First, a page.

Building your digital story, one digital block at a time…..

By Paul Wasko

Image of DS106 Assignment Bank pageMany educators are beginning to explore digital storytelling as an assessment methodology within their courses or programs.   The ideas behind “digital storytelling” are not new and began to emerge in the later part of the

20th century. (If you are interested, the Center for Digital Storytelling has a brief history at  http://storycenter.org/history ).

As the former director of eFolioMinnesota, I am very interested in the use of digital portfolios to support digital storytelling efforts.

What is new in digital storytelling are the tools students and educators can use to author their digital content.  

Historically, digital authoring tools often involved some knowledge of HTML commands.  However, with today’s online tools, creating a simple photoshow is straightforward using tools like http://Flickr.com.

So, if digital storytelling tools have become accessible to the average digitally literate student/educator then why are we not seeing digital storytelling emerge in classes throughout our education community?  The reason: the tools might be simple but we still have to figure out how to apply and use them. This takes practice and knowledge. (I know how to use a hammer but I still couldn’t build a house on my own.).

Helping you and your student’s proficiency using several different story-telling tools is a goal of the University of Mary Washington’s DS106 open class (http://ds106.us/ ).

For educators, an especially useful component of the course is the Assignment Bank.  The course author’s have done a wonderful job pulling together assignments that build proficiency with a variety of web-based authoring tools and services.

For example, check out “Your Favorite Teams Mashup” assignment in the “Mashup” section. The instructions for the assignment are as follows::

“Combine the logos of two or more of your favorite sports teams. Don’t just create an image with the two logos next to each other! Make the final logo look natural and cohesive.”

For educators, consider using some of these assignments as a way to build student proficiency.  It is a fun, straightforward way to help us return to the art of storytelling in the 21st century.

Note that not every assignment is appropropriate for all age groups so K-12 teachers may want to modify the assignment based on their grade level.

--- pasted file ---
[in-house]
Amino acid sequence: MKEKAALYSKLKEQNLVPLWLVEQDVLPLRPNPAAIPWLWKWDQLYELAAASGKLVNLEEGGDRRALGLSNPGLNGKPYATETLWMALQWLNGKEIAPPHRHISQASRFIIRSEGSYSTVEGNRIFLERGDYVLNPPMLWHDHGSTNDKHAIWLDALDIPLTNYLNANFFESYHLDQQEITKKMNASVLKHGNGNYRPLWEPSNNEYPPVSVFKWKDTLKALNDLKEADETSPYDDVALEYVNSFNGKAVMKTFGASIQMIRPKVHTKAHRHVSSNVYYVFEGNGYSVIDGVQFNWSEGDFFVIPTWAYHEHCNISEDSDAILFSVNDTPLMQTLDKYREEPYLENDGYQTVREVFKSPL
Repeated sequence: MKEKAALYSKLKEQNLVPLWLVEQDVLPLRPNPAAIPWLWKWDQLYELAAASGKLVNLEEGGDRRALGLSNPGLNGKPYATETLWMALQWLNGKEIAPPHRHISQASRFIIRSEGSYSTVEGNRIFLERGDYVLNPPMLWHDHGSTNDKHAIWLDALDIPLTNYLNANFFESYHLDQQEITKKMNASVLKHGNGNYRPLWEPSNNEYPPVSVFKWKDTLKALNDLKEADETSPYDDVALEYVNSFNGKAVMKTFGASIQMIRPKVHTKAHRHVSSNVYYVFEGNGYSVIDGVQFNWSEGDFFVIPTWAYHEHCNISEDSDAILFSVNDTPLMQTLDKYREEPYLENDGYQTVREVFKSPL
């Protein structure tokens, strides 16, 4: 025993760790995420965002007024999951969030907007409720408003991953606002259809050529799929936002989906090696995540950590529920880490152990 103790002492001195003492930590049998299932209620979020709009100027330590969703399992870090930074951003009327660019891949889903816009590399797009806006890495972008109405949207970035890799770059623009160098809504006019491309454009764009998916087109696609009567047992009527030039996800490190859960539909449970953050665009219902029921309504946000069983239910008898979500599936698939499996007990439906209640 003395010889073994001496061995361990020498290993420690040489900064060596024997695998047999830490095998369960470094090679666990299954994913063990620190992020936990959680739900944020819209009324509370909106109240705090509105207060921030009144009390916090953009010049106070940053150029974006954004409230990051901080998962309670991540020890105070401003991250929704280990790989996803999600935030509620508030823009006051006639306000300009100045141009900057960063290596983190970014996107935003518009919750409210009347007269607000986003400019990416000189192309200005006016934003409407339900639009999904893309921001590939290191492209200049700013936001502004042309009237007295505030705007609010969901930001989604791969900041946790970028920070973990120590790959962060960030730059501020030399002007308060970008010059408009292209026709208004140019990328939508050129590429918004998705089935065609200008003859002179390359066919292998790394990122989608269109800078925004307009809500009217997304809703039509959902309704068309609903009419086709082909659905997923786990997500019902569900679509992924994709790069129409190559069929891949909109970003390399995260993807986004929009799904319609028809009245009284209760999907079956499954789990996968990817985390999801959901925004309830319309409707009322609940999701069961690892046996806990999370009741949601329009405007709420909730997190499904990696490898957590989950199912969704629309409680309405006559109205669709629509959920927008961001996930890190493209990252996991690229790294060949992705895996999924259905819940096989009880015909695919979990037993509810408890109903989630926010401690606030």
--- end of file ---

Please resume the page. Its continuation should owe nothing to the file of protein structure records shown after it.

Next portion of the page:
Special thanks to my friend and colleague John Ittelson, author of Documenting Learning with ePortfolios, for introducing me to DS106.

Peg Legg and Sal A. Mander

Many of them are very inappropriate for a lab situation, but I was able to cull about 25 very safe ones from the list.

Often you may find the need to populate a course with sample users so your students can log onto a course and experiment around.

Having sample users is also a great solution for demo courses when you want to allow students to experience hands-on a specific technique.

I discovered a fun list of names at http://www.ethanwiner.com/funnames.html. Many of them are very inappropriate for a lab situation, but I was able to cull about 25 very safe ones from the list.

Here are a few examples: Missy Sippy, Peg Legg, Marshall Law, Mary Christmas, and Sal A. Mander.

Google Website Optimizer

Here is a video showing how Google Website Optimizer allows you to set up “experiments” by comparing two or more versions of a web page to see which one is most effective. This is a free service.

I’m reading an interesting (and very useful) book, Trust Agents by Chris Brogan and Julien Smith. The book shows how to use the Web to build influence, improve reputation, and earn trust and it filled with action items. One of the tidbits I found this morning is Google Website Optimizer.

 

Google Website Optimizer allows you to set up "experiments" by comparing two or more versions of a web page to see which one is most effective. This is a free service.